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Balloon Movements

Starring

You and Your Students!

Script By

Vicki Cobb, Education World Science Editor

Synopsis

Discover the strange moves of a balloon on your next field trip.

Genre

Physics

Required Props

  • a helium-filled balloon on a string
  • a school-bus or other moving vehicle
  • a small ball (optional)

Setting the Scene (Background)

I’m a great believer in the “teachable moment” -- taking advantage of circumstances to make a point to your students in an especially meaningful and dramatic way. Sometimes those moments are serendipitous and can’t be planned. But here’s one you can plan the next time you take your class on a field trip. All you need is a helium-filled balloon on a string and a moving vehicle.

Stage Direction

Observation is a very important part of scientific discovery. Before you set off on a trip in a school bus, tell your kids to observe how the balloon moves differently in the moving bus from the way they move. Before a scientist can understand why something happens, he or she must see exactly what happens. Give your kids time to observe the peculiar behavior of the balloon. At another time, you can discuss what is really happening.


Show-Biz Science is scripted by popular children's book writer Vicki Cobb. Click to learn more about Vicki or to read a brief synopsis of her philosophy of teaching science.

Visit our archive of archive of Show-Biz Science Activities. Watch for a new activity each week. Then chat with Vicki -- share your feedback and ask your questions about teaching science -- on our special Showbiz-Science message board.

Be sure to visit Vicki's Kids' Science Page for more great science fun, a complete list of her books, and information about how you can invite Vicki to come to your school. And don't miss her library of science videos too. Or visit Vicki and other great authors of nonfiction for children at the INK Think Tank.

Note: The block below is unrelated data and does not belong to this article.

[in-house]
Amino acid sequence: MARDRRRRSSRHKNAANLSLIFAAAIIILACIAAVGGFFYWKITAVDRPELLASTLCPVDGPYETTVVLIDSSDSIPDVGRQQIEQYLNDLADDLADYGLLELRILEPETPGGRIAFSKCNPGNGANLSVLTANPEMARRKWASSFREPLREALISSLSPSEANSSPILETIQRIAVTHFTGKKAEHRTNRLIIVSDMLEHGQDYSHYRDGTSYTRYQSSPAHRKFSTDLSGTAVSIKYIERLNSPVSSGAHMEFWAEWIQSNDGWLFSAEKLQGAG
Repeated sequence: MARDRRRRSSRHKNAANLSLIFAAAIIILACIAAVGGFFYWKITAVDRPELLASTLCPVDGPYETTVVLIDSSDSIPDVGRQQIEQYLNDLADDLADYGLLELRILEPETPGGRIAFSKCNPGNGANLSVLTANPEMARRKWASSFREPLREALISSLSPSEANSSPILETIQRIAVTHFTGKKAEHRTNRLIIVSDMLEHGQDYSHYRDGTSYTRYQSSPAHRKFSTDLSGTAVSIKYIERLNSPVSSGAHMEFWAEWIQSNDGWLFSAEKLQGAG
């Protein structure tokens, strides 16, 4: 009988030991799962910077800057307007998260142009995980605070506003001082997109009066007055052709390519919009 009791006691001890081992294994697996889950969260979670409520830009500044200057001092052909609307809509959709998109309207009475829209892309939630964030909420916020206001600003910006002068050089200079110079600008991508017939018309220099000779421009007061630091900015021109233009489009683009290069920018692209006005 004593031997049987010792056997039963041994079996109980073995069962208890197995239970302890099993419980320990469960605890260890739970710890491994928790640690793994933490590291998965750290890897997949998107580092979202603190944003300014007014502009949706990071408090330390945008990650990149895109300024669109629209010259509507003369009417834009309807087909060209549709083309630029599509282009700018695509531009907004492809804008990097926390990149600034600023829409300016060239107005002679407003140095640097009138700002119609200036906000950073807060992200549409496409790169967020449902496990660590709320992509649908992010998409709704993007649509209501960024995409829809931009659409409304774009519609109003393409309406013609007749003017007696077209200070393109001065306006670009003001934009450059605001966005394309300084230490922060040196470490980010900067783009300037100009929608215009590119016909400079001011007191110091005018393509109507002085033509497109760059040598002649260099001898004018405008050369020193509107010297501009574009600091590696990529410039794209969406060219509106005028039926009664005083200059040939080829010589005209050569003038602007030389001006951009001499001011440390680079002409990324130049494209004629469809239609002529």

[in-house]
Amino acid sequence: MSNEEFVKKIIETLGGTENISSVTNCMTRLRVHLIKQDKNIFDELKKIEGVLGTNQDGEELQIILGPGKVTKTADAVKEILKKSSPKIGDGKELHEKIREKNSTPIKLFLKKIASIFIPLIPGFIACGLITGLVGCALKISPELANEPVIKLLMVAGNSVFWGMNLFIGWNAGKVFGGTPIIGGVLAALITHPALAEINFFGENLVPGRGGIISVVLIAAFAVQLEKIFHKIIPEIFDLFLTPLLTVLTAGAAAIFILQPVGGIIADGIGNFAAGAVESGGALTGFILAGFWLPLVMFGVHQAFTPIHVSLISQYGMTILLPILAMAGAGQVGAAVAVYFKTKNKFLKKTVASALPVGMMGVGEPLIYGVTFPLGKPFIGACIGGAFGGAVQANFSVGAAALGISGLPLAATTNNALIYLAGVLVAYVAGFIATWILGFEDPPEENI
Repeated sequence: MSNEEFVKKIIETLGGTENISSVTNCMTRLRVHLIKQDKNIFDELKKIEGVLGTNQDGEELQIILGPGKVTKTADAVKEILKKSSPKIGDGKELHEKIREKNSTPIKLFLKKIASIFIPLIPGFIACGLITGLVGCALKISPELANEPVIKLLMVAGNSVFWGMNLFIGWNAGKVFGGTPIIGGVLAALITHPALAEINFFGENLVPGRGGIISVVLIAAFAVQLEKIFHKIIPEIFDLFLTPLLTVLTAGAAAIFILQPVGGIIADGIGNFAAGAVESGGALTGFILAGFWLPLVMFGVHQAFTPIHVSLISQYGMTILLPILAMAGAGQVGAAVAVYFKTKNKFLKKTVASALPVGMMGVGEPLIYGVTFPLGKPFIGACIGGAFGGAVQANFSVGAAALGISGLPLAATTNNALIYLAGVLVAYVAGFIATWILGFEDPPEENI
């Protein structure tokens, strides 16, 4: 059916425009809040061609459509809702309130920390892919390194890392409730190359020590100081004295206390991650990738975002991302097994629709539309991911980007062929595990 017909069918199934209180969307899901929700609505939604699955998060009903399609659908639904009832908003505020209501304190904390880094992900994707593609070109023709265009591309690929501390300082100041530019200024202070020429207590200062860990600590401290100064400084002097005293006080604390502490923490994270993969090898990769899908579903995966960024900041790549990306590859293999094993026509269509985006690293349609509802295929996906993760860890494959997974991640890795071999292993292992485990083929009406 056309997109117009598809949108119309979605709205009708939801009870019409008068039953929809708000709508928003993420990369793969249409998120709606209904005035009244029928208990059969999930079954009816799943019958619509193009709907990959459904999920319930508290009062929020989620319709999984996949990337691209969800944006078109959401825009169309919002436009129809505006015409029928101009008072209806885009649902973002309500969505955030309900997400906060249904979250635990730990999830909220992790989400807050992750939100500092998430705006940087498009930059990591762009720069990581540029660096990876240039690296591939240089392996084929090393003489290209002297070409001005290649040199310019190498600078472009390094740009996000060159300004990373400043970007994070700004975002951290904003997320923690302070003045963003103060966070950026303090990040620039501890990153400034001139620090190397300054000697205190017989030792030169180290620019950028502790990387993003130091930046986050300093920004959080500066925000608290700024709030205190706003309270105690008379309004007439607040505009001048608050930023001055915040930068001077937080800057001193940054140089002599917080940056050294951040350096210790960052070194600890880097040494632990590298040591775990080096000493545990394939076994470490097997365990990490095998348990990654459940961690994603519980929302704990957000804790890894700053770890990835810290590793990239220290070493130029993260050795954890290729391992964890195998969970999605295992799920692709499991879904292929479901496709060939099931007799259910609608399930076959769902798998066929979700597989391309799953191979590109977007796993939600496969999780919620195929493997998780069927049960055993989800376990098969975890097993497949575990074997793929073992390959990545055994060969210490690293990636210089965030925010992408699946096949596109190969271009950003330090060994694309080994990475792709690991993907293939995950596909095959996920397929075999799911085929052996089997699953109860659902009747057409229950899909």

Plot

Act I
Tie the string of a helium-filled balloon to the back of a seat in the front of the bus so that everyone can see it. Make sure it doesn't touch the roof. Place the small ball (optional) on the floor in the aisle of the bus.

Ask students to make the following observations.

  • When the driver speeds up, what happens to them? What happens to the ball? What happens to the balloon?
  • When the driver slows down, what happens to them? What happens to the ball? What happens to the balloon?
  • When the driver turns right, what happens to them? What happens to the ball? What happens to the balloon?
  • When the driver turns left, what happens to them? What happens to the ball? What happens to the balloon?

Amazingly, the balloon moves in the opposite direction to them and the ball. When the bus turns left, the kids are pushed right and the ball rolls right, but the balloon leans left like the bus. When the bus speeds up, the kids are pushed back into their seats but the balloon leans forward.

Behind the Scenes

The first thing you should notice is that when the bus is moving at a steady speed, you don't experience any force on your body. You sit quite comfortably in your seat. It is only when the bus changes speed or direction that you experience a force on your body. When the bus speeds up you are not actually being pushed back into your seat. It only seems that you are being pushed back because the seat is moving forward faster than you are (because the seat is attached to the bus) so that it presses into your back.

In this same way, the air in the bus is given a shove forward as the bus speeds up. Since the balloon is lighter than the air, the force of the forward-moving air gives it a shove forward. Since there is very little resistance (the balloon is not in contact with any part of the bus), the balloon moves forward at a speed slightly faster than the bus.

Inertia is any resistance to a change in motion. When a bus speeds up or changes direction, your body has more inertia than a helium-filled balloon. That's why you experience the change in force or direction and the balloon seems not to.

Article By Vicki Cobb
Education World®
Copyright © 2005 Education World

11/03/2005



 

 

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